In his State of the Union address, President Obama offered the kind of concrete proposals that anti-poverty advocates have long been waiting for: raising the minimum wage, expanding high-quality early childhood education and creating new “ladders of opportunity” in twenty of the poorest communities in the country.
All of these policies would help reverse the spread of hunger, which now affects more than 50 million Americans, including more than one in five children—an increase of 37 percent in childhood hunger since 1999. However, these promising proposals aren’t nearly enough, especially since the country is poised to move in the wrong direction in the fight against hunger.
If the sequester cuts takes effect, 600,000 low-income pregnant women and children up to age 5 will be cut from the Women, Infants & Children (WIC) program, which currently provides them with a monthly package of nutritious food. SNAP (food stamp) benefits are also scheduled to be cut in order to pay for—if you can believe it—a 2010 deal that improved the nutritional quality of school lunches. After November 1, SNAP benefits will average approximately $1.30 per person per meal. Finally, during the last Congress, both the House Agricultural Committee and the full Senate voted to cut the SNAP program—by $16 billion and $4.5 billion, respectively—so more cuts might be on the horizon.
That’s why a new report from Joel Berg, executive director of the New York City Coalition Against Hunger (NYCCAH) and a Senior Fellow at the Center for American Progress, is so timely. How President Obama Can Reverse America’s Worsening Hunger Metrics is a practical guide to executive actions Obama can take now “to significantly reduce child hunger, as well as US hunger in general,” according to Berg. In 2008, then-candidate Obama pledged to end childhood hunger by 2015. This report offers ways he can move in that direction without relying on Congress.
Berg is a man who knows this subject. He has served as executive director of NYCCAH since 2001, helping it grow into one of the leading direct service and advocacy organizations on hunger and poverty in the nation, and was a political appointee in the US Department of Agriculture during the Clinton administration. Berg helped start AmeriCorps, and ran a program that mobilized 1,200 people to do anti-hunger work, rural economic development, and environmental work. He created the first-ever federal initiative to help faith-based and other nonprofit groups fight hunger and help low-income Americans move out of poverty. He also coordinated the USDA’s effort to help community groups increase the amount of food they recovered, gleaned, and distributed to hungry Americans.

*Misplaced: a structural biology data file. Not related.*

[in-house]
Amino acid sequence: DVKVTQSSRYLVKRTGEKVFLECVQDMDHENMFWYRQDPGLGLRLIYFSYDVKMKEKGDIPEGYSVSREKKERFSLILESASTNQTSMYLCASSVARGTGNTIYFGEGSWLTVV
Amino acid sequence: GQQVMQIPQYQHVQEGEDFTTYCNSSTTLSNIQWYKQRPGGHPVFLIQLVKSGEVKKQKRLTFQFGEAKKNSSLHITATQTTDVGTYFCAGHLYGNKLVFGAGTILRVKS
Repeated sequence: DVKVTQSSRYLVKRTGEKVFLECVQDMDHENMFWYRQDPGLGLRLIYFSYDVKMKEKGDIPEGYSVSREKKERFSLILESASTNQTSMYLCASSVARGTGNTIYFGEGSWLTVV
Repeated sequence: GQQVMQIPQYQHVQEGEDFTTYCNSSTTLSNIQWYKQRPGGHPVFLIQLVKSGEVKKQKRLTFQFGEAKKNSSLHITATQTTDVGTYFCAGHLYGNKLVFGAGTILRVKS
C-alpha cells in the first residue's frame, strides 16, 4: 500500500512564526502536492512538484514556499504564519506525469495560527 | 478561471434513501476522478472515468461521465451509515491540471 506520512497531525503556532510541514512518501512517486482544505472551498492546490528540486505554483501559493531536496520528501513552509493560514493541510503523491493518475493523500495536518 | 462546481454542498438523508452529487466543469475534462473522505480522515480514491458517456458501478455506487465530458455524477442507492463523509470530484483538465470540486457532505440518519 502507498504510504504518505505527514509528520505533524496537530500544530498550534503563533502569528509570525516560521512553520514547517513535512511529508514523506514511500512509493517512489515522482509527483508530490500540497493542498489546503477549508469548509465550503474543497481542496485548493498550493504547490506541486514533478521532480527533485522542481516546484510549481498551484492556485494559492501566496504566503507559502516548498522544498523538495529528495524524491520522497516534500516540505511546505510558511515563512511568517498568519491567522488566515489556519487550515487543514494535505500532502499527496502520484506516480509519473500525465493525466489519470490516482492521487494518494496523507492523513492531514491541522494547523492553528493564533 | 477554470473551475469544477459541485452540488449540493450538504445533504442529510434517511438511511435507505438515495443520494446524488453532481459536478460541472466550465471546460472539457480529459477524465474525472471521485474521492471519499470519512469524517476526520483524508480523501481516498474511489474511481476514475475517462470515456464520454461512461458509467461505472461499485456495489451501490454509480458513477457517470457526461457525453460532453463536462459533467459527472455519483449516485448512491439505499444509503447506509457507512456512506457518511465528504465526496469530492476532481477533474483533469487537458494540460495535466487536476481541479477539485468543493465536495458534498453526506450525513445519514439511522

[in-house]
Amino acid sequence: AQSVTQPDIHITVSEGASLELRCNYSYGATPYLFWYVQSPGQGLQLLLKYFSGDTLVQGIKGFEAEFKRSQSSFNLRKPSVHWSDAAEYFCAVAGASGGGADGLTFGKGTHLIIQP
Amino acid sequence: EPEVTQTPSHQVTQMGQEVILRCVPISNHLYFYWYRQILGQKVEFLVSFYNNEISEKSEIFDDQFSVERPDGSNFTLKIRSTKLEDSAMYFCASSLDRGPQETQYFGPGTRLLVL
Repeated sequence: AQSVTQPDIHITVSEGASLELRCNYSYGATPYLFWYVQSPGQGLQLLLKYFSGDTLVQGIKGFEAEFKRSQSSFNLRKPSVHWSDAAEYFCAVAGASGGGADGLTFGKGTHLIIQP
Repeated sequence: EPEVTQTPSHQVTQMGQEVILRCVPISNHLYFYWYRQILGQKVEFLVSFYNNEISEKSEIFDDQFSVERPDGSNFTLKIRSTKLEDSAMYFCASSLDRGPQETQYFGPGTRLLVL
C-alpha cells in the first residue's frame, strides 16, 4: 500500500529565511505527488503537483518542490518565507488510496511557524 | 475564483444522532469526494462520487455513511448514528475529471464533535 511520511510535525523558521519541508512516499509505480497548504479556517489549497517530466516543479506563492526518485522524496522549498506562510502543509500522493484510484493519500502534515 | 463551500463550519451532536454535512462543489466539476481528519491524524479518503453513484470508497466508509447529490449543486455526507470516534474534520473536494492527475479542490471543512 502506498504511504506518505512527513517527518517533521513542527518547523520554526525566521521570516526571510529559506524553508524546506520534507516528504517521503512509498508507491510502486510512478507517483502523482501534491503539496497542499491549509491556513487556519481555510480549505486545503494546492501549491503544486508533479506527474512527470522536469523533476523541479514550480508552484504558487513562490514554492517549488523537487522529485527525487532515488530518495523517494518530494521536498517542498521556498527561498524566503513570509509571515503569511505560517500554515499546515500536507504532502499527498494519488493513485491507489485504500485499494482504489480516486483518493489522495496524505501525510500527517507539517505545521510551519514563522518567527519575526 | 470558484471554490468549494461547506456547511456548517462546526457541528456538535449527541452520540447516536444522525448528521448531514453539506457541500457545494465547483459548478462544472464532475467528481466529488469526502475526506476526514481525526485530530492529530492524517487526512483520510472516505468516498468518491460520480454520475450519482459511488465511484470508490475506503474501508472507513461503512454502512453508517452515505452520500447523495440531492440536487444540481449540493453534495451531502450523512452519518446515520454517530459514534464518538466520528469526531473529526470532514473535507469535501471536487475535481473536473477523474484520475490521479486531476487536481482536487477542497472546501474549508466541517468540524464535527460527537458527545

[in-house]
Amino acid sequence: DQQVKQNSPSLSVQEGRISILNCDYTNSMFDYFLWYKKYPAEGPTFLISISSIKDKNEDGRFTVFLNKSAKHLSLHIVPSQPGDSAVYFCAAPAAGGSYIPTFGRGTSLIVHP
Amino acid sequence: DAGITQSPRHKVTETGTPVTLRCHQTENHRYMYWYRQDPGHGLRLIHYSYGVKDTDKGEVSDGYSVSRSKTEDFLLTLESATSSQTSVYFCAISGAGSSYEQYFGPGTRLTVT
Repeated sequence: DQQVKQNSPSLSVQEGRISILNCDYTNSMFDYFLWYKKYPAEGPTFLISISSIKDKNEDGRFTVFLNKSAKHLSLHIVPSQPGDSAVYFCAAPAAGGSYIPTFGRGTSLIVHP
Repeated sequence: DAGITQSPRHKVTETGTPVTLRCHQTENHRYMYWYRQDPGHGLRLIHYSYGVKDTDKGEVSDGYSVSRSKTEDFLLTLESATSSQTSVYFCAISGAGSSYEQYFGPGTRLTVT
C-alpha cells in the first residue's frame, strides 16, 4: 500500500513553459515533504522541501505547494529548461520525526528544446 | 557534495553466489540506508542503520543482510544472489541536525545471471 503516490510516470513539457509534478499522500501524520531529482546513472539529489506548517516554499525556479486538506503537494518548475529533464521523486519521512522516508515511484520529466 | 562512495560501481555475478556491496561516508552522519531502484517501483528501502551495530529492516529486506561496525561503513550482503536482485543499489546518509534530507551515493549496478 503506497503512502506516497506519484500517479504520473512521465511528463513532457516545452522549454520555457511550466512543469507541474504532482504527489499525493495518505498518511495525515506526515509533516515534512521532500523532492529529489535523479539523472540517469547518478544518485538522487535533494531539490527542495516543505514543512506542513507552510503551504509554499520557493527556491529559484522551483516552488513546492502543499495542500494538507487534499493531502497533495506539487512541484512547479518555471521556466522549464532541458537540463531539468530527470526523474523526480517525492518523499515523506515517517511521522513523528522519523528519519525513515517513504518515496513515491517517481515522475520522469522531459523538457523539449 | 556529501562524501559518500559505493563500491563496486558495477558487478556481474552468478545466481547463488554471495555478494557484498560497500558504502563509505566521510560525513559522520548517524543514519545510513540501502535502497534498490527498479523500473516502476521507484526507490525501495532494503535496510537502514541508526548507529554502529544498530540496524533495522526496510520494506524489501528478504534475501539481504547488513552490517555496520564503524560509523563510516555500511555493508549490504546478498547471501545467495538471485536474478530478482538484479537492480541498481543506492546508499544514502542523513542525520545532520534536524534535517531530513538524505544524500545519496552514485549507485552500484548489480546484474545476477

“My biggest regret when I left the government was that I had finally figured out how the place worked after eight years,” Berg jokes.
Indeed, two of his key recommendations to Obama involve executive orders that would direct federal agencies to work together to create “food jobs” such as food-processing businesses; and for the agencies to work with the USDA to increase the participation of eligible children, seniors, people with disabilities, veterans, and working families in nutrition programs like SNAP, WIC, home-delivered meals for seniors, and school breakfasts and summer meals.
While directing agencies to work together seems pretty straightforward, Berg notes that “it’s fairly rare for federal agencies to work together in this way—even within a department.” For example, he describes his effort at the USDA to coordinate its work with farmers markets: one division allotted resources to WIC and the senior farmers market programs; another gave money for the creation of new farmers markets; another researched farmers markets; and others dealt directly with the farmers who sold produce at the farmers markets.
“Some of the people who worked on these issues had never met each other, much less worked with each other,” he says. “So you can imagine the challenge of trying to work with the rest of the federal government. But that’s the job of a White House—getting agencies to focus on presidential initiatives.”
Berg notes throughout the report that ultimately the solution to poverty and hunger is a Congress and President pursuing a full employment economy with jobs that pay a living wage. But that’s clearly not going to happen in this political environment.